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Lanuza v. United States

United States District Court, W.D. Washington

October 29, 2019

IGNACIO LANUZA, Plaintiff,
v.
UNITED STATES OF AMERICA, Defendant.

          MEMORANDUM OPINION AND ORDER

          BARBARA J. ROTHSTEIN, UNITED STATES DISTRICT JUDGE.

         I. INTRODUCTION

         This Court previously dismissed Plaintiff Lanuza's claim for malicious prosecution under the Federal Tort Claims Act ("FTCA") and entered judgment accordingly. See ECF Nos. 148, 149. Now before the Court is Defendant United States' Motion for Rule 11 Sanctions (ECF No. 156) and Motion for Rule 54 Costs (ECF No. 155-2).[1] Also before the Court is Plaintiff Lanuza's opposition to Defendant's motion and Plaintiffs own motion for costs and fees incurred in responding to the Rule 11 motion (ECF No. 152).

         II. BACKGROUND

         Plaintiff Lanuza is presently a lawful permanent resident married to a U.S. citizen with two U.S. citizen children. He lives and works in Seattle. In 2008 he encountered an Immigration and Customs Enforcement ("ICE") official who believed that Lanuza was not present in the country legally. ICE then initiated immigration removal proceedings against him.

         On May 6, 2009, Lanuza appeared before an immigration judge ("IJ") and applied for cancellation of removal, which required a ten-year uninterrupted presence in this country. During this hearing, an attorney for ICE representing the government, Jonathan Love, stated that Lanuza's immigration file contained an 1-826 Form that was signed by Lanuza in 2000, accepting voluntary departure to Mexico. The next week Attorney Love submitted to the court an 1-826 Form purportedly signed by Lanuza on January 13, 2000.

         The 1-826 Form was critical in determining whether Lanuza would be able to remain in the United States because a valid 1-826 Form from January 13, 2000 would render him ineligible for cancellation of removal as it would have established an interruption of the required ten years of continuous presence.

         On January 5, 2010, the IJ found Lanuza ineligible for cancellation of removal and ordered him removed from the United States. The IJ's decision that Lanuza was not eligible for cancellation of removal was based on the 1-826 Form. Lanuza appealed the IJ's decision to the Board of Immigration Appeals ("BIA"), and the Department of Homeland Security ("DHS," the agency overseeing ICE) defended its position at the BIA. The BIA upheld the IJ's decision, which was based solely on the January 2000 1-826, and ordered him removed to Mexico.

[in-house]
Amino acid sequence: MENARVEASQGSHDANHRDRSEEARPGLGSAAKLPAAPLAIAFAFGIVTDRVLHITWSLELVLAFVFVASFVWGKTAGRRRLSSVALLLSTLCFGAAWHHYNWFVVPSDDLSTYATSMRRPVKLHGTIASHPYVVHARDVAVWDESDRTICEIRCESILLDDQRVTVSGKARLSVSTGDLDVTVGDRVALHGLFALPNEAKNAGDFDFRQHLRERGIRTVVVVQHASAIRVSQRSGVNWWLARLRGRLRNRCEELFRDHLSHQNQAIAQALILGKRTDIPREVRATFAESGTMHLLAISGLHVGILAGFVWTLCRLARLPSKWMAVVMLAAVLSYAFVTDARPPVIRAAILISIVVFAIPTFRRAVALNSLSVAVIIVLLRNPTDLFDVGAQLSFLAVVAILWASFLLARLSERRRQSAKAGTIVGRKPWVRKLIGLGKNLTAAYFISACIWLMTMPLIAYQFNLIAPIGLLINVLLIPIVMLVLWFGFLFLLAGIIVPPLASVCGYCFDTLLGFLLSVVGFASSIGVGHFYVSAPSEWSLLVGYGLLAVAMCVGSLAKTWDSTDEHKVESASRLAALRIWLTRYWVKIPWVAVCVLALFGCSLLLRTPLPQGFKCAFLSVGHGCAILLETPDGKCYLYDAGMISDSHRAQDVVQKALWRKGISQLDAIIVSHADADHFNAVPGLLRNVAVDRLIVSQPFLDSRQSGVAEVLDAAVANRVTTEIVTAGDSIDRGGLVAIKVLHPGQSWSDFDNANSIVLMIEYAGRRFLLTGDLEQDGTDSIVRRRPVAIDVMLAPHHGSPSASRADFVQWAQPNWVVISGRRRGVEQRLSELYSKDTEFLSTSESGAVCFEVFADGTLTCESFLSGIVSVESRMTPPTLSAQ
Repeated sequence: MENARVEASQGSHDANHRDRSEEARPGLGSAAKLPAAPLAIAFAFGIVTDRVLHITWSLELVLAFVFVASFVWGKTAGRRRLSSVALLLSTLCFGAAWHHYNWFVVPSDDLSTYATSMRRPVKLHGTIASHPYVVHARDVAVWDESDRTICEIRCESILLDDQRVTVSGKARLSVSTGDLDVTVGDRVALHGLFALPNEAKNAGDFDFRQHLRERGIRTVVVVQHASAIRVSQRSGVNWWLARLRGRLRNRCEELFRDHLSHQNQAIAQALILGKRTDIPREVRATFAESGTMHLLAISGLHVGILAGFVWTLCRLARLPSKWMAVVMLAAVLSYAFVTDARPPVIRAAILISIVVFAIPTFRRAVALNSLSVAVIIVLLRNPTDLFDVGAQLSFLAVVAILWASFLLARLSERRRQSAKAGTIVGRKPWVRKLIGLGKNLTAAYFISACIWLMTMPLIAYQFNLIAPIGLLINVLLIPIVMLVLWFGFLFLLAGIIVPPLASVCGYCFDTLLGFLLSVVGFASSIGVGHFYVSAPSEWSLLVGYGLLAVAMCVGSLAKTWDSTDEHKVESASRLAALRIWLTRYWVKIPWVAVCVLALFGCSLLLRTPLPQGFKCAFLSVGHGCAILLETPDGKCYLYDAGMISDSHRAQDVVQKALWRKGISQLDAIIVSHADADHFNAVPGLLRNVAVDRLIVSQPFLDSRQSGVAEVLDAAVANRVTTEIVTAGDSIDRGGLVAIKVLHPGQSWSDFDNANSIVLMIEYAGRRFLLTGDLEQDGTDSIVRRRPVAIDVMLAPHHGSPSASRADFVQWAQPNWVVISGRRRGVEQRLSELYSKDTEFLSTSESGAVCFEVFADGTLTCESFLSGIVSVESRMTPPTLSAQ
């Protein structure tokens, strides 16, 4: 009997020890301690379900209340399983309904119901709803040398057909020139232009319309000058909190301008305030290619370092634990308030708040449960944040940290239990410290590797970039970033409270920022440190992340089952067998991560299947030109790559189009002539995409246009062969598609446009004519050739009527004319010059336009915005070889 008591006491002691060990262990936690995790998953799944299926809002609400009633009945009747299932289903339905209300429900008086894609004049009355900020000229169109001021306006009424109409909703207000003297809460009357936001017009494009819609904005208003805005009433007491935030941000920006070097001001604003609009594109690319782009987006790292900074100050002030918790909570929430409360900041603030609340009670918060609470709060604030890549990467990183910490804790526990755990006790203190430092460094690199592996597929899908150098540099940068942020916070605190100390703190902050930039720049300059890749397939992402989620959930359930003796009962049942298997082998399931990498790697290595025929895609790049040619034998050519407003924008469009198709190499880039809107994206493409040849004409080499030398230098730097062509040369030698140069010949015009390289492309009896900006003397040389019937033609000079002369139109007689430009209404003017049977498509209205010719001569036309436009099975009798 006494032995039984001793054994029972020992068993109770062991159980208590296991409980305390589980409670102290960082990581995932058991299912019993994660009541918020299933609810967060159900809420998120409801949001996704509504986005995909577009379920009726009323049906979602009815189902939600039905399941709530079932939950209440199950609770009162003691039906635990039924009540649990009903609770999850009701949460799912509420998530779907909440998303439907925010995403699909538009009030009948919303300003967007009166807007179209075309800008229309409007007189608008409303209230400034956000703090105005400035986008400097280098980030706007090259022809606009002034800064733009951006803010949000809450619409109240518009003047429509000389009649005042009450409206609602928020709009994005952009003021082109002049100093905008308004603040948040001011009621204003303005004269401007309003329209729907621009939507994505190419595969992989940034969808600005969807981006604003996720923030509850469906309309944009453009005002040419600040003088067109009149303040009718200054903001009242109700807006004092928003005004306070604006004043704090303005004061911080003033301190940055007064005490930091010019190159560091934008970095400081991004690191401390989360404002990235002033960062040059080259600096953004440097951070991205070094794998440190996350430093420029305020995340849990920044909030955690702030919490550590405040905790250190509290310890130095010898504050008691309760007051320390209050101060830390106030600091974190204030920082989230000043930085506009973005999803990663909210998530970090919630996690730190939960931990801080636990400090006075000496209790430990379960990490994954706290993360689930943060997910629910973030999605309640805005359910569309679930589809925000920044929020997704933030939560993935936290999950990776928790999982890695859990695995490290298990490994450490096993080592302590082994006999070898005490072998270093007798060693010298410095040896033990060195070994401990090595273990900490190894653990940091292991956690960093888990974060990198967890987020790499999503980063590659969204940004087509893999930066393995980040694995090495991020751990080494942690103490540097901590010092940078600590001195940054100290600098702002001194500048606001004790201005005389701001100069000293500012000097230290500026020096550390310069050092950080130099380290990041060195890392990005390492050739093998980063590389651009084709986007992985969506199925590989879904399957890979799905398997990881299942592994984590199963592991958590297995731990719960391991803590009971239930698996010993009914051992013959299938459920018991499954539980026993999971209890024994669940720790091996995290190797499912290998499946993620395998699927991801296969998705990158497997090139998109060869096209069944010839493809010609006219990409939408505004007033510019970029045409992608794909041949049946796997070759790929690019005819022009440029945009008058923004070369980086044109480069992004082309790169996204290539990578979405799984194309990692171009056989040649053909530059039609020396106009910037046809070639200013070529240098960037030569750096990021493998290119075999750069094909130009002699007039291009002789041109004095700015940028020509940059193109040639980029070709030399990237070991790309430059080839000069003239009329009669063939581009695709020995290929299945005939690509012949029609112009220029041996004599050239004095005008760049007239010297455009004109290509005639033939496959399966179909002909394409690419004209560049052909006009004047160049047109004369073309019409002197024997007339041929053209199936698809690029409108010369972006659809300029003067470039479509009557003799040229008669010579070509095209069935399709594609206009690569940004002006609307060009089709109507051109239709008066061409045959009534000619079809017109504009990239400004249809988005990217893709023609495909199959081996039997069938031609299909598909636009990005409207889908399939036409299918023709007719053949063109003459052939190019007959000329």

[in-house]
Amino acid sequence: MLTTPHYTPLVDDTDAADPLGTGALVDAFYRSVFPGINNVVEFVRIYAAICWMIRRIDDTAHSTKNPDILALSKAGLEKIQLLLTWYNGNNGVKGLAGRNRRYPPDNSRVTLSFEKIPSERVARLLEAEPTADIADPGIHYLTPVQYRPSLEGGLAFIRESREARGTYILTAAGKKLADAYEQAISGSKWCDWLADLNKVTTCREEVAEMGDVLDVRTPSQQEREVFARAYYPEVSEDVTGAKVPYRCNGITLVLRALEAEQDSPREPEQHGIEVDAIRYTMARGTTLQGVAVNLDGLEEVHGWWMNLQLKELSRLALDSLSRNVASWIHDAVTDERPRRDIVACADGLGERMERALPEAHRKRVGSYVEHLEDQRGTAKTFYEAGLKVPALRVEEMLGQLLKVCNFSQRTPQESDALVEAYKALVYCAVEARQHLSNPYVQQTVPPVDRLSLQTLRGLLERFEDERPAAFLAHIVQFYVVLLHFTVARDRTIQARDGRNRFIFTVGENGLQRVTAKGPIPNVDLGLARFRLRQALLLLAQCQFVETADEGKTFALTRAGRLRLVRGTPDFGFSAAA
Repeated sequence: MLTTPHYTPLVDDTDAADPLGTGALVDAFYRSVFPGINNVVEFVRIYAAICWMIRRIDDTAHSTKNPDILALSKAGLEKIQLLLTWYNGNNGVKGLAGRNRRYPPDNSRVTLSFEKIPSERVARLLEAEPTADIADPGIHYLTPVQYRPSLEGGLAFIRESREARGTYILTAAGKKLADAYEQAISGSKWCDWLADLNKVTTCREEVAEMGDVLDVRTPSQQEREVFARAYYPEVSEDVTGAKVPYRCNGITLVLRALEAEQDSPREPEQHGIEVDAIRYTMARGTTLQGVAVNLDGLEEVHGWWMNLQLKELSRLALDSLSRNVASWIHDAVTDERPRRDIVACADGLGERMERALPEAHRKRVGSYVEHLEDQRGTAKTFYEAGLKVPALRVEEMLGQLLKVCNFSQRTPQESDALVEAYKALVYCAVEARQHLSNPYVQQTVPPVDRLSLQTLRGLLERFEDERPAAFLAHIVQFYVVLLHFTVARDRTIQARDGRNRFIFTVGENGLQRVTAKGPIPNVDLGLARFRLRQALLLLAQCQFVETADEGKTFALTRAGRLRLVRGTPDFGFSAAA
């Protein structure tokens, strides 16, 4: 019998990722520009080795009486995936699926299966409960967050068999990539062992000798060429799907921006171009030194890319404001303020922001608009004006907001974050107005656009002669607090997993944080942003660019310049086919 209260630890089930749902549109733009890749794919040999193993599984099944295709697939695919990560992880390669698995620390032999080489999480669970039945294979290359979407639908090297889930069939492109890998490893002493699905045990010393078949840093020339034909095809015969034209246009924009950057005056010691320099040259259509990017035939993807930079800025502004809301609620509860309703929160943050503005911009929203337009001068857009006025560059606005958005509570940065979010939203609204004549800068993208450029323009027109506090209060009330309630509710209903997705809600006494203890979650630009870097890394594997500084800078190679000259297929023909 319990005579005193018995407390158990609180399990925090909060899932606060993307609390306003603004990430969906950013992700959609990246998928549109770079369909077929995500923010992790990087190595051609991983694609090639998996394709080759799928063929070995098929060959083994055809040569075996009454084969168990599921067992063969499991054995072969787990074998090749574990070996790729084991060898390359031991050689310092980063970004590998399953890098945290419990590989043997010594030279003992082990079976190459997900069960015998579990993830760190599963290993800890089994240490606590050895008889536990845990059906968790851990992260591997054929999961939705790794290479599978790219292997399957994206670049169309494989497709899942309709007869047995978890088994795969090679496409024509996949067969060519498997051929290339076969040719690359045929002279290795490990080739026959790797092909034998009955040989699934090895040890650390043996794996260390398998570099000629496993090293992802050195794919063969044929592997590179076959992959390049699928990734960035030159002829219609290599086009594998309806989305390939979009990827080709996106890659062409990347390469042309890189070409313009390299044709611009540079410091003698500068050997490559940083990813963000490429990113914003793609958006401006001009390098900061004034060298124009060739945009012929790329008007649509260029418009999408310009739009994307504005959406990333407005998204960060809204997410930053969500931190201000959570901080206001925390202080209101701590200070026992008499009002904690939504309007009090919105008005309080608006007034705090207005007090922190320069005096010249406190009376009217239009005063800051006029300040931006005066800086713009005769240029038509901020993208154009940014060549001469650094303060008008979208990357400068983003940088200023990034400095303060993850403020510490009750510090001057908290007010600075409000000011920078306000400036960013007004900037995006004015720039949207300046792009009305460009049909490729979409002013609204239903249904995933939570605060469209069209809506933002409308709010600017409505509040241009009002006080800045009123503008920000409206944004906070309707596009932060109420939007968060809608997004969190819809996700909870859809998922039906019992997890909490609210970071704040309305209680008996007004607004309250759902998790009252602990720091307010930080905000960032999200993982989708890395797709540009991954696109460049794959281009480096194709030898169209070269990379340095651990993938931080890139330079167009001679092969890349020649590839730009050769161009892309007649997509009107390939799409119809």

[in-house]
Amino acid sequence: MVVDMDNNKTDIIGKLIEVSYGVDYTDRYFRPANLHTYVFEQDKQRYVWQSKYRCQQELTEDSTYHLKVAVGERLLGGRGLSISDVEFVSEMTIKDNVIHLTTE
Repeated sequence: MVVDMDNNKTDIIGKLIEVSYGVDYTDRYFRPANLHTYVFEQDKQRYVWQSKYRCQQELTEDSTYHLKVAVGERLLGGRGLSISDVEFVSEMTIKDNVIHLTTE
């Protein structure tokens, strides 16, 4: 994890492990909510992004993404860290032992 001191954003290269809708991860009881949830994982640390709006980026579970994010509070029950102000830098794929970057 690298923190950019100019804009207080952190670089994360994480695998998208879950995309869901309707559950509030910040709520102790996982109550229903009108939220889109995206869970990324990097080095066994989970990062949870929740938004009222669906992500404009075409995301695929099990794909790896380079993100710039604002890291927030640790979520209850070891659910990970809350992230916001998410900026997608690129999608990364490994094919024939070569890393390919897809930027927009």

In December 2011, Lanuza's new counsel, Mr. Hilary Han, reviewed the agency file and discovered irregularities in the 1-826 Form. Han then ordered a forensic examination, which revealed that the Form had been falsified. Most glaringly, in its heading the Form referred to the "U.S. Department of Homeland Security," an agency that was not yet created when the Form was purportedly signed on January 13, 2000.

         Lanuza filed a motion to reopen his removal proceedings before the BIA on February 11, 2012. The BIA granted Lanuza's motion and remanded his case for a full evidentiary hearing on April 20, 2012, citing the "seriousness and particularity of the allegations" raised by Lanuza. On remand, DHS did not contest his eligibility for cancellation of removal, and on January 9, 2014 the IJ granted the application, adjusting Lanuza's status to lawful permanent resident.

         On February 13, 2014, Lanuza filed a $500, 000 tort claim against the United States, Dkt. No. 1-6 at 2, which was administratively denied. Lanuza then commenced this action on October 23, 2014 against Defendants Love and the United States. The complaint (Dkt. No. 1) lists five claims under the FTCA: abuse of process, malicious prosecution, intentional infliction of emotional distress, negligence, and negligent infliction of emotional distress. The complaint also alleges that Love violated Lanuza's substantive and procedural due process rights under the Fifth Amendment to the Constitution under a Bivens theory of liability. See Bivens v. Six Unknown Named Agents of Fed. Bureau of Narcotics, 403 U.S. 388 (1971).

         On March 20, 2015, Judge Pechman[2] dismissed Lanuza's Bivens claim and four of the FTCA claims that were time-barred by the statute of limitations. Dkt. No. 35 at 13. The malicious prosecution claim was the only FTCA claim to remain.

         On September 8, 2015, the United States sent an email to Lanuza's counsel that the United States would seek Rule 11 sanctions if Lanuza continued with what the United States called a "frivolous" FTCA malicious prosecution claim. See ECF No. 153-1 at 12-13.

         On January 13, 2016, the U.S. Attorney's Office in Seattle filed a single-count indictment against Love for deprivation of Lanuza's civil rights in violation of 18 U.S.C. § 242. The indictment alleged that between July 3, 2008 and May 11, 2009, Love made fraudulent alterations to the Form 1-826, and then on May 11, 2009 submitted the fraudulent and forged Form into evidence during Lanuza's proceedings. Love pleaded guilty. United States v. Love, ...


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